The General Data Protection Regulation (“Regulation”) is looming; introducing increased rights for data subjects and heavy fines for businesses, we have created a very simple guideline for business to follow to ensure compliance.
These include the following:
- Determine whether your organisation is subject to the proposed Regulation by assessing where your business is carried out and with whom (example inside or outside of Europe).
- Carry out an audit of the data held by your organisation;
- What data do you have?
- Why do you have it?
- How long you have held the data?
- How you use that data?
- Ensure contracts with data processors are thoroughly reviewed. For example: to determine where cloud data is hosted, how it is backed up and how it is encrypted.
- Carry out a gap analysis of the systems and processes you currently have in place: consider which other things will require implementation to demonstrate your compliance with the new Regulation.
- Once you have carried out your analysis above, implement systems and procedures to ensure compliance with data protection laws. These may involve putting any policies and procedures in place to handle issues which arise (such as what should staff do in the event of complaints/data breach/subject access request).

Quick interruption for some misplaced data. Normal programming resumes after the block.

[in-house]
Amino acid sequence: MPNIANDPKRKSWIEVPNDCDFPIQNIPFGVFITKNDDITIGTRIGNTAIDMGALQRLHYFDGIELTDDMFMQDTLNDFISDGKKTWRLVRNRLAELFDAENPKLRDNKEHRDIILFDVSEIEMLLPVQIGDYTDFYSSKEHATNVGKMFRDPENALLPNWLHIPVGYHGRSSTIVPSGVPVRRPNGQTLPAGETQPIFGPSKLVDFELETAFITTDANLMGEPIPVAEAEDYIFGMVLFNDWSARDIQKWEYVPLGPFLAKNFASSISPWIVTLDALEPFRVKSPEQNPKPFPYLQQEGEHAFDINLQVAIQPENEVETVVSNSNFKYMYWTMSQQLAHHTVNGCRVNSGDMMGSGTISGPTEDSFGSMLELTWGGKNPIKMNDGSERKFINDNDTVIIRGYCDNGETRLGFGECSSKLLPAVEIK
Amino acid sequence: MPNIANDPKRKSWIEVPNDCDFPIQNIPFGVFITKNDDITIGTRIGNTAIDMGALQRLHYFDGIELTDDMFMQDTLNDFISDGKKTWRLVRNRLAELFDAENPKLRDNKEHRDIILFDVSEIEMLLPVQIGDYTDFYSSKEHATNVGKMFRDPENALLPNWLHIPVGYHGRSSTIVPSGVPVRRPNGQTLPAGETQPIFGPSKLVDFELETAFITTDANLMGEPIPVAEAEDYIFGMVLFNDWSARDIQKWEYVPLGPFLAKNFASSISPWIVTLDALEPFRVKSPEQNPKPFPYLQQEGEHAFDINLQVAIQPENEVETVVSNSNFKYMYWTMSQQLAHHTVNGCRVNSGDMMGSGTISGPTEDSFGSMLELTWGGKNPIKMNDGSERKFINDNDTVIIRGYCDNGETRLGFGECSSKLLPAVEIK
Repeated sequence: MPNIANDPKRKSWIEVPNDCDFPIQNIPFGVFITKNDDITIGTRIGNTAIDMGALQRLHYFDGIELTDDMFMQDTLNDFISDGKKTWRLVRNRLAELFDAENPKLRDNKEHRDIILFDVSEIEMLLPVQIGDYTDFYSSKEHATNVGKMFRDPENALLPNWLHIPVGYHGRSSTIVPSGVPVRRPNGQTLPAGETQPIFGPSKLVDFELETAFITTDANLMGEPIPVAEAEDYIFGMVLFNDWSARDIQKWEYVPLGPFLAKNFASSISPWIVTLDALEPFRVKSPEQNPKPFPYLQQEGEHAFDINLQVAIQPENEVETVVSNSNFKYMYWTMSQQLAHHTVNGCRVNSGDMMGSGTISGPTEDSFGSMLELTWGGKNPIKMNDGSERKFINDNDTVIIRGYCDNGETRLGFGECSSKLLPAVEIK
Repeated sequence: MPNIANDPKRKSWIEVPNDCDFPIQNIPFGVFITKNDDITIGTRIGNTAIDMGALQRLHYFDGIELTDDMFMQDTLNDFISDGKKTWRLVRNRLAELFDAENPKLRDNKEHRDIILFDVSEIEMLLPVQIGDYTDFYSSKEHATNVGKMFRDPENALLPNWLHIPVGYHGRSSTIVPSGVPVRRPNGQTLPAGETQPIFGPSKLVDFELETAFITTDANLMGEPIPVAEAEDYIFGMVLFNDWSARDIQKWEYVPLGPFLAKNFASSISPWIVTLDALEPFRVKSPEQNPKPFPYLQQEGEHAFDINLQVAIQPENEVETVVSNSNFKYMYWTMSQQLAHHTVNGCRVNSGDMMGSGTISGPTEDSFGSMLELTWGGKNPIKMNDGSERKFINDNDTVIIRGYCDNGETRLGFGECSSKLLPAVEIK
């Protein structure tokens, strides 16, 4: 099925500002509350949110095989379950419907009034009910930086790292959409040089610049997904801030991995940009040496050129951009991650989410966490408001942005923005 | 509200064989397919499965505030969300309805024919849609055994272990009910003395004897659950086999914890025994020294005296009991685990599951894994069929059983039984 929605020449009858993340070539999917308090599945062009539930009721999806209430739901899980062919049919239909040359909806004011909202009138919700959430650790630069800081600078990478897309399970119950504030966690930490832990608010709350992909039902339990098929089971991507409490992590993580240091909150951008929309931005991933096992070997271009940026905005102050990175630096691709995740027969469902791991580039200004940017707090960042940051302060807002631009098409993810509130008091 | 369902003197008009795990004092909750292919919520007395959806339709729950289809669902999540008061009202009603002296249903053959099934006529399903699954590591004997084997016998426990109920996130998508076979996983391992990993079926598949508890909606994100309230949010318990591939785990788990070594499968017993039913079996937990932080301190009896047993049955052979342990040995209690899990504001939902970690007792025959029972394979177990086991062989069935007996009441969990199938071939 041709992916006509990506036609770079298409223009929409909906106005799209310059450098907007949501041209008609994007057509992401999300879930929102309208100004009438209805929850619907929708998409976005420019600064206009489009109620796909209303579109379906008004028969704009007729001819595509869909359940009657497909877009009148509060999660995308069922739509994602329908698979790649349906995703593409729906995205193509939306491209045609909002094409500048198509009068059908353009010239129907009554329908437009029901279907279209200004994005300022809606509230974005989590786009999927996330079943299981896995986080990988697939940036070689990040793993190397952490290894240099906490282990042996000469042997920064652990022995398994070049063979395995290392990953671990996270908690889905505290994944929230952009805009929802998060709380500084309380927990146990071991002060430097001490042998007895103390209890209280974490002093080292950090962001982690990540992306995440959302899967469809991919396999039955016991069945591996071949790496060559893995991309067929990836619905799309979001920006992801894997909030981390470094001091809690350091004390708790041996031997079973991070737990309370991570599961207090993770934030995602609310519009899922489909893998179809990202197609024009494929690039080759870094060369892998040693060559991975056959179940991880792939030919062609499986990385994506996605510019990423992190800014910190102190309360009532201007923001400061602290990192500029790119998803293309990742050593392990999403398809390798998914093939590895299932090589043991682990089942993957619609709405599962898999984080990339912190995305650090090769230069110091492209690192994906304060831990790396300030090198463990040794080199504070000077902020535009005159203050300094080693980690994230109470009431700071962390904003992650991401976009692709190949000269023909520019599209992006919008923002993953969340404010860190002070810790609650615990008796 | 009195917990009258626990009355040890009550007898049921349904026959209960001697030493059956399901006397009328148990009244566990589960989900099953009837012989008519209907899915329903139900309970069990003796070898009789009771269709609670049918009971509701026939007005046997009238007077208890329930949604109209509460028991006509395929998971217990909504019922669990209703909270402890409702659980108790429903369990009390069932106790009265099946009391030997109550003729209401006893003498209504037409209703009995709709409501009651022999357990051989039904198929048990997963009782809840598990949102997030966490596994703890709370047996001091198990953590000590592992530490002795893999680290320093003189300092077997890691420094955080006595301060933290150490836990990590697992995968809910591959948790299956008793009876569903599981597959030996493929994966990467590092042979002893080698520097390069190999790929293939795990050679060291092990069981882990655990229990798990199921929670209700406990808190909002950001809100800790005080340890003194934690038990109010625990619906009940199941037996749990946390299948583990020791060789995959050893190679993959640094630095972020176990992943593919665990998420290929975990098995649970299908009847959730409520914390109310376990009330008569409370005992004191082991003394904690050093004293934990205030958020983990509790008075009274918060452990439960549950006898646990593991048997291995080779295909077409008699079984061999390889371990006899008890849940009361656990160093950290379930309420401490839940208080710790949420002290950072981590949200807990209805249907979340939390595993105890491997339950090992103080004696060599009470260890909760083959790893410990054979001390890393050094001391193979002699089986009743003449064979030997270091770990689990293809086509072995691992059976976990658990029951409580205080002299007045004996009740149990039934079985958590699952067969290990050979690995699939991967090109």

- Review your company processes as to how customer consent to marketing is obtained and recorded within your organisation.
- Offer training to your staff.
- Appoint a Data Protection Officer if your organisation processes large scales of special categories of data and processing and requires regular monitoring or if you are holding data records of more than 5,000 people.
- Keep internal records and detailed documentation of your processing activities and ensure these records are regularly updated and are available when requested by Data Protection Authorities.
- Enforce strict data privacy measures to prevent unauthorised access, use and disclosure of personal data.
Businesses will have to assess the risks that their processing activities pose to data subjects; if the business is a low risk one then the risk of fines is low; if the business is high risk then given the increased fines being proposed, more compliance will be required. Such businesses would be advised to carry out a compliance audit at an early stage. This will ensure they are prepared in time for the new Regulation.
Nath Solicitors can provide help with data risk assessment services. If you would like to discuss how we can help; please contact us for an initial consultation on +44 (0) 203 670 5540 or email email@example.com.